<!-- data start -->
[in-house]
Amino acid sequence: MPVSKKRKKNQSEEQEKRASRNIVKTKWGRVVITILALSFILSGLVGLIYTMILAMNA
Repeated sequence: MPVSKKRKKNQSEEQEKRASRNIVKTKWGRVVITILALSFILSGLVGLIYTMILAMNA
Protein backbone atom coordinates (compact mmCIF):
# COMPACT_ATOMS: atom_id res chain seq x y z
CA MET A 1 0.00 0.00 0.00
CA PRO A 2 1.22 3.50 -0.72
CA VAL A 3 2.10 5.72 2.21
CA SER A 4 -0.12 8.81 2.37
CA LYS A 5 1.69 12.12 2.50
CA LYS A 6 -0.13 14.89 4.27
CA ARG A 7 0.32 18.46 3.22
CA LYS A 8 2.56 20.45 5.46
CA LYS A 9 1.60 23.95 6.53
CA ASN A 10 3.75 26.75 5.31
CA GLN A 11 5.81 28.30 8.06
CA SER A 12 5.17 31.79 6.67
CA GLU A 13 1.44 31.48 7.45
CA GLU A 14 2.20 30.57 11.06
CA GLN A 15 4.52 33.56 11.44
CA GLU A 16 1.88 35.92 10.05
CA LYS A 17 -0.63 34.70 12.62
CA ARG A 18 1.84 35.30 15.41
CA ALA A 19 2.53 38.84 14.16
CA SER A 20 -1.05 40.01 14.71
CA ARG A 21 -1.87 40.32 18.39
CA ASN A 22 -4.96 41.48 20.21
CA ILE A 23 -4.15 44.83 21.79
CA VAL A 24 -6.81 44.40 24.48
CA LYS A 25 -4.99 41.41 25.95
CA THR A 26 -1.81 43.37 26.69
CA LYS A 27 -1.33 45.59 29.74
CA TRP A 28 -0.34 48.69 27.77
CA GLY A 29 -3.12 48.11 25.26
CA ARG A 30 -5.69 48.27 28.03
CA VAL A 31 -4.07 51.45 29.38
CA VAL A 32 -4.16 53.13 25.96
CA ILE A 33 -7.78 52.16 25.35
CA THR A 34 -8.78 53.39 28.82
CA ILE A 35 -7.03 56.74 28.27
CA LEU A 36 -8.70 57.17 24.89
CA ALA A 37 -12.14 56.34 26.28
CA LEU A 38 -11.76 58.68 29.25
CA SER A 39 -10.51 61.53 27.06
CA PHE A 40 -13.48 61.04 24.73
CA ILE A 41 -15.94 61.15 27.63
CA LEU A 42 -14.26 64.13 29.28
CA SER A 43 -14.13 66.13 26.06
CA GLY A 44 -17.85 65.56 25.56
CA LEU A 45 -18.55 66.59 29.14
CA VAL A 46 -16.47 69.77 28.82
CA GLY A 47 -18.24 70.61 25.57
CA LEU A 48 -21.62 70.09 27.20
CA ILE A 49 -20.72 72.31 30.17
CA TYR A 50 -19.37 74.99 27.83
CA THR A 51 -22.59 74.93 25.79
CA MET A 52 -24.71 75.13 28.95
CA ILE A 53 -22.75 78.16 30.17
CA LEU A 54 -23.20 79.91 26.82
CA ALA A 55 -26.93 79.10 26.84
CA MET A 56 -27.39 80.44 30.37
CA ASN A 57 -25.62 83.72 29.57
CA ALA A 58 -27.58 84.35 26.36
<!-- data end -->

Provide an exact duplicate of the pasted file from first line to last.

[in-house]
Amino acid sequence: MPVSKKRKKNQSEEQEKRASRNIVKTKWGRVVITILALSFILSGLVGLIYTMILAMNA
Repeated sequence: MPVSKKRKKNQSEEQEKRASRNIVKTKWGRVVITILALSFILSGLVGLIYTMILAMNA
Protein backbone atom coordinates (compact mmCIF):
# COMPACT_ATOMS: atom_id res chain seq x y z
CA MET A 1 0.00 0.00 0.00
CA PRO A 2 1.22 3.50 -0.72
CA VAL A 3 2.10 5.72 2.21
CA SER A 4 -0.12 8.81 2.37
CA LYS A 5 1.69 12.12 2.50
CA LYS A 6 -0.13 14.89 4.27
CA ARG A 7 0.32 18.46 3.22
CA LYS A 8 2.56 20.45 5.46
CA LYS A 9 1.60 23.95 6.53
CA ASN A 10 3.75 26.75 5.31
CA GLN A 11 5.81 28.30 8.06
CA SER A 12 5.17 31.79 6.67
CA GLU A 13 1.44 31.48 7.45
CA GLU A 14 2.20 30.57 11.06
CA GLN A 15 4.52 33.56 11.44
CA GLU A 16 1.88 35.92 10.05
CA LYS A 17 -0.63 34.70 12.62
CA ARG A 18 1.84 35.30 15.41
CA ALA A 19 2.53 38.84 14.16
CA SER A 20 -1.05 40.01 14.71
CA ARG A 21 -1.87 40.32 18.39
CA ASN A 22 -4.96 41.48 20.21
CA ILE A 23 -4.15 44.83 21.79
CA VAL A 24 -6.81 44.40 24.48
CA LYS A 25 -4.99 41.41 25.95
CA THR A 26 -1.81 43.37 26.69
CA LYS A 27 -1.33 45.59 29.74
CA TRP A 28 -0.34 48.69 27.77
CA GLY A 29 -3.12 48.11 25.26
CA ARG A 30 -5.69 48.27 28.03
CA VAL A 31 -4.07 51.45 29.38
CA VAL A 32 -4.16 53.13 25.96
CA ILE A 33 -7.78 52.16 25.35
CA THR A 34 -8.78 53.39 28.82
CA ILE A 35 -7.03 56.74 28.27
CA LEU A 36 -8.70 57.17 24.89
CA ALA A 37 -12.14 56.34 26.28
CA LEU A 38 -11.76 58.68 29.25
CA SER A 39 -10.51 61.53 27.06
CA PHE A 40 -13.48 61.04 24.73
CA ILE A 41 -15.94 61.15 27.63
CA LEU A 42 -14.26 64.13 29.28
CA SER A 43 -14.13 66.13 26.06
CA GLY A 44 -17.85 65.56 25.56
CA LEU A 45 -18.55 66.59 29.14
CA VAL A 46 -16.47 69.77 28.82
CA GLY A 47 -18.24 70.61 25.57
CA LEU A 48 -21.62 70.09 27.20
CA ILE A 49 -20.72 72.31 30.17
CA TYR A 50 -19.37 74.99 27.83
CA THR A 51 -22.59 74.93 25.79
CA MET A 52 -24.71 75.13 28.95
CA ILE A 53 -22.75 78.16 30.17
CA LEU A 54 -23.20 79.91 26.82
CA ALA A 55 -26.93 79.10 26.84
CA MET A 56 -27.39 80.44 30.37
CA ASN A 57 -25.62 83.72 29.57
CA ALA A 58 -27.58 84.35 26.36